In the hypothetical state whereby a 'growing' pig is neither gaining nor losing net body protein, metabolic processes occur leading to the loss of proteinaceous material from the body. This gives rise to the 'maintenance' amino acid requirement.

The maintenance requirement for dietary amino acids reflects the continuous loss of amino acids via the skin and hair, a loss of amino acid nitrogen in the urine due to inefficiencies in the turnover of body protein, basal gut endogenous amino acid losses, the use of amino acids by cells to synthesize essential non-amino acid and non-protein nitrogenous metabolites or the irreversible alteration of an amino acid (e.g. lysine to hydroxylysine), and the loss of free amino acids in the urine. The latter two processes are quantitatively minor and are usually ignored for modelling purposes. The other three processes are reasonably well understood and can be described quantitatively. Moughan (1999) has calculated values for the dietary maintenance protein requirement (PM) for the growing pig of: PM1 = 105 mg kg-0-75 day-1 (integumental losses); PM2 = 361 mg kg 0 75 day 1 (inefficiency in protein turnover); PM3 = 637 mg kg 0 75 day-1 (basal gut losses) and PM = 1731 mg kg-o.75 (jay-i it iS evident that for a rapidly growing animal, the maintenance amino acid requirement is only a small proportion (<10%) of the total daily amino acid requirement.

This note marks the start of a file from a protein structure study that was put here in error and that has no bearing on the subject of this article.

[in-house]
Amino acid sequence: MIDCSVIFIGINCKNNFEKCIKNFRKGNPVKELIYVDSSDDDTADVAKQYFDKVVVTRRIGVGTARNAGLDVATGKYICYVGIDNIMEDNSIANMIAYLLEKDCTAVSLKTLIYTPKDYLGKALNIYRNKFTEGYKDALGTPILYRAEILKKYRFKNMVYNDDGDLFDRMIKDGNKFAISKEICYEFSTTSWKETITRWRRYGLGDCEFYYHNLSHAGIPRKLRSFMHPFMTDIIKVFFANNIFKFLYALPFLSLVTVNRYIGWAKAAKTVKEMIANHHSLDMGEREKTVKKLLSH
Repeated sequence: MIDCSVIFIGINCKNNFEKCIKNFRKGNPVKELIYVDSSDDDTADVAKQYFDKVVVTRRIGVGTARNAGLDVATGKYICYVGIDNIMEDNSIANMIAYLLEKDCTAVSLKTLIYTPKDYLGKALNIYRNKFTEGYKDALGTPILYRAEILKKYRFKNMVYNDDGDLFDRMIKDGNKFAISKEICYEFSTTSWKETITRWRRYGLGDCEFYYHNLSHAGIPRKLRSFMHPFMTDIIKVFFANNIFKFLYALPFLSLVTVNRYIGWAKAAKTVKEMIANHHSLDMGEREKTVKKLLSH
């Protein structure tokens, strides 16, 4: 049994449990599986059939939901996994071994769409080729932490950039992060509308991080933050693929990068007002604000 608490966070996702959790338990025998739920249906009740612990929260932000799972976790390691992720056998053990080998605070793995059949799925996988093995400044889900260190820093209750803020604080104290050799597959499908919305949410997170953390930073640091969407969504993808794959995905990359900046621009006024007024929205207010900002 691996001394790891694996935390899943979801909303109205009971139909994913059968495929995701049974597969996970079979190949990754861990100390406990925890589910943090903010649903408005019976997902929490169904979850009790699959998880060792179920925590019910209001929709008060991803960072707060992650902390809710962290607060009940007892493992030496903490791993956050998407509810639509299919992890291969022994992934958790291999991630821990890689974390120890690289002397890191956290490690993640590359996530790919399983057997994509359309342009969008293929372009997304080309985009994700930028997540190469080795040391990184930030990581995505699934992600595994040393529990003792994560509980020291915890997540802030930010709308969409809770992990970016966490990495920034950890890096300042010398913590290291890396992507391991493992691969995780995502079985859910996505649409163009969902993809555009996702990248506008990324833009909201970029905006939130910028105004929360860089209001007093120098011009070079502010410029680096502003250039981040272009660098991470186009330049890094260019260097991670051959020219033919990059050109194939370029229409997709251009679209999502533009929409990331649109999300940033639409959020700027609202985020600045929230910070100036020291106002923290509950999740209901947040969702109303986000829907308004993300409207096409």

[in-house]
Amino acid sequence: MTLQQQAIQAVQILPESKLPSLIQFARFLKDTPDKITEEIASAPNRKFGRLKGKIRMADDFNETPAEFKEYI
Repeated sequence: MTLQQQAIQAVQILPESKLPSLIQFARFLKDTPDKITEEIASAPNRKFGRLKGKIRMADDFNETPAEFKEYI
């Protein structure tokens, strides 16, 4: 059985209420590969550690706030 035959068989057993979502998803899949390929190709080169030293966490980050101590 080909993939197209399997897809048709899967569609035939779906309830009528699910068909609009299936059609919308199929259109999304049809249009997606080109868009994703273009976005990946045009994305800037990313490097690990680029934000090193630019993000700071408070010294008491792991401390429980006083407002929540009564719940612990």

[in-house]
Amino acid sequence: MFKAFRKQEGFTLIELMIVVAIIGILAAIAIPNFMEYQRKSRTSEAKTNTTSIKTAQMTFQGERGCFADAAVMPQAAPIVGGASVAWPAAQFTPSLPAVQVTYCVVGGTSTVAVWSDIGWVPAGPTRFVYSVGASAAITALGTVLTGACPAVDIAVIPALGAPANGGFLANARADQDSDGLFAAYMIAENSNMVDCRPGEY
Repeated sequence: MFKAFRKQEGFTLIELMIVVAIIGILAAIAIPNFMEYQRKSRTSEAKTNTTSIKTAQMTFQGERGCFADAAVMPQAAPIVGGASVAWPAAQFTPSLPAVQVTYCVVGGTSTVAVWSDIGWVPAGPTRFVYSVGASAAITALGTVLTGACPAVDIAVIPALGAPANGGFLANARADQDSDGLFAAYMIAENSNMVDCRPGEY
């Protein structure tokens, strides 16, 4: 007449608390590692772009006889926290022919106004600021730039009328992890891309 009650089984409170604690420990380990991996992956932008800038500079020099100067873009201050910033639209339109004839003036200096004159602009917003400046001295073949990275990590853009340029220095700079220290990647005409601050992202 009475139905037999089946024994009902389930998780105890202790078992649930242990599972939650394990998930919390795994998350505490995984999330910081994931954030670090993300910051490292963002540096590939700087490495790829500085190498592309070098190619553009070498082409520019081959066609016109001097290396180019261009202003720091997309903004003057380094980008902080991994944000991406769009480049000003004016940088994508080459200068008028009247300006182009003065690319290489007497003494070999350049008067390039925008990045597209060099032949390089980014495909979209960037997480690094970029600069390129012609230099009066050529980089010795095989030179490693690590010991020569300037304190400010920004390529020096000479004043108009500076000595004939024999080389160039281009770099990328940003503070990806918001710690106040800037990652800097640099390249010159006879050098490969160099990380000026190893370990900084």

5 Ways To Get Rid Of The Baby Fat

5 Ways To Get Rid Of The Baby Fat

Many women who have recently given birth are always interested in attempting to lose some of that extra weight that traditionally accompanies having a baby. What many of these women do not entirely realize is the fact that breast-feeding can not only help provide the baby with essential vitamins and nutrients, but can also help in the weight-loss process.

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